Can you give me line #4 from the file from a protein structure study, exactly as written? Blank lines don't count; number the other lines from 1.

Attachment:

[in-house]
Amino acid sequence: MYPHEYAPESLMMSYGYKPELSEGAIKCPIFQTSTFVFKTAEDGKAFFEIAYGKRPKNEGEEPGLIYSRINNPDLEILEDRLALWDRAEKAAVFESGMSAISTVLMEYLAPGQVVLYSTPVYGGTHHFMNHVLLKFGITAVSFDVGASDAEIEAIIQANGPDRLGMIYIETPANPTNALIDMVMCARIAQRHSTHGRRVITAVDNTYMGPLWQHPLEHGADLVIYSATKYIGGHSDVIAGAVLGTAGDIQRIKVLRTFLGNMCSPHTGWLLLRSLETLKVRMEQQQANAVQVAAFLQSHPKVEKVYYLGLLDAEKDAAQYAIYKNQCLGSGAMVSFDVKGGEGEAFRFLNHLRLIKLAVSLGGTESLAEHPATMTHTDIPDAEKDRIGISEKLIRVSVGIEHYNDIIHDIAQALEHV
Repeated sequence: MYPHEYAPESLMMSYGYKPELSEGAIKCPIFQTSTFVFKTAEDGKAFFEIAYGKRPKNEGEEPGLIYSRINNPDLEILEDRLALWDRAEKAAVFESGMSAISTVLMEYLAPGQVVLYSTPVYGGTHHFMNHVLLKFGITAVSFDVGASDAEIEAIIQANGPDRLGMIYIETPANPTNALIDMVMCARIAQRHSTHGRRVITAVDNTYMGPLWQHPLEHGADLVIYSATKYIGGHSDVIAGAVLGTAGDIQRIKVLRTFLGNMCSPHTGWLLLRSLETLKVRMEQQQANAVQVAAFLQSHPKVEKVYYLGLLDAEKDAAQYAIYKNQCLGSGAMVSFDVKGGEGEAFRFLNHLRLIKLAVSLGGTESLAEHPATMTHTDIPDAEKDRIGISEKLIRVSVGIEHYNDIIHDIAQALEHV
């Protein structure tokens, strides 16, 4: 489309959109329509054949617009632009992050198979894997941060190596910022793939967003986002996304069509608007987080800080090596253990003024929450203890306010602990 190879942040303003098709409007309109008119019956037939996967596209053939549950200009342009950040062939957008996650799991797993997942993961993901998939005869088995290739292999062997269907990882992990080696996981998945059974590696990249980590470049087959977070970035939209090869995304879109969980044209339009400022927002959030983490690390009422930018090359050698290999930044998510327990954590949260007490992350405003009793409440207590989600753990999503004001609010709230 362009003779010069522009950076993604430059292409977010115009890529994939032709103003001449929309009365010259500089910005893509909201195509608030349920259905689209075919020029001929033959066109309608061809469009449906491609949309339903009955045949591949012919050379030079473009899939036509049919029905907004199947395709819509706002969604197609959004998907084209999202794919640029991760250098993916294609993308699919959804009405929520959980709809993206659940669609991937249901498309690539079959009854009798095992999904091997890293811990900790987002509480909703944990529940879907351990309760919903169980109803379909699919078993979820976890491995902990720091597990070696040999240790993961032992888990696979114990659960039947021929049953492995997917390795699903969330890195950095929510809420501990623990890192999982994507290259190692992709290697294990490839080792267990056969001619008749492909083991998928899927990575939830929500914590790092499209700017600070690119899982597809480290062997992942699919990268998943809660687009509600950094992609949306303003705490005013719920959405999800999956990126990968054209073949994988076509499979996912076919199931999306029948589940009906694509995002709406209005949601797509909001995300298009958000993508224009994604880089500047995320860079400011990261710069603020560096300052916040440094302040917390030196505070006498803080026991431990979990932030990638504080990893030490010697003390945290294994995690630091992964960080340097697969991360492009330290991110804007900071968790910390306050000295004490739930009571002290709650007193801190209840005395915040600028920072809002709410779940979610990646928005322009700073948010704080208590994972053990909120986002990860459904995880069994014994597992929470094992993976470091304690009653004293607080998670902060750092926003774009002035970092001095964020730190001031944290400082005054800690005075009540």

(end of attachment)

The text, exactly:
């Protein structure tokens, strides 16, 4: 489309959109329509054949617009632009992050198979894997941060190596910022793939967003986002996304069509608007987080800080090596253990003024929450203890306010602990 190879942040303003098709409007309109008119019956037939996967596209053939549950200009342009950040062939957008996650799991797993997942993961993901998939005869088995290739292999062997269907990882992990080696996981998945059974590696990249980590470049087959977070970035939209090869995304879109969980044209339009400022927002959030983490690390009422930018090359050698290999930044998510327990954590949260007490992350405003009793409440207590989600753990999503004001609010709230 362009003779010069522009950076993604430059292409977010115009890529994939032709103003001449929309009365010259500089910005893509909201195509608030349920259905689209075919020029001929033959066109309608061809469009449906491609949309339903009955045949591949012919050379030079473009899939036509049919029905907004199947395709819509706002969604197609959004998907084209999202794919640029991760250098993916294609993308699919959804009405929520959980709809993206659940669609991937249901498309690539079959009854009798095992999904091997890293811990900790987002509480909703944990529940879907351990309760919903169980109803379909699919078993979820976890491995902990720091597990070696040999240790993961032992888990696979114990659960039947021929049953492995997917390795699903969330890195950095929510809420501990623990890192999982994507290259190692992709290697294990490839080792267990056969001619008749492909083991998928899927990575939830929500914590790092499209700017600070690119899982597809480290062997992942699919990268998943809660687009509600950094992609949306303003705490005013719920959405999800999956990126990968054209073949994988076509499979996912076919199931999306029948589940009906694509995002709406209005949601797509909001995300298009958000993508224009994604880089500047995320860079400011990261710069603020560096300052916040440094302040917390030196505070006498803080026991431990979990932030990638504080990893030490010697003390945290294994995690630091992964960080340097697969991360492009330290991110804007900071968790910390306050000295004490739930009571002290709650007193801190209840005395915040600028920072809002709410779940979610990646928005322009700073948010704080208590994972053990909120986002990860459904995880069994014994597992929470094992993976470091304690009653004293607080998670902060750092926003774009002035970092001095964020730190001031944290400082005054800690005075009540």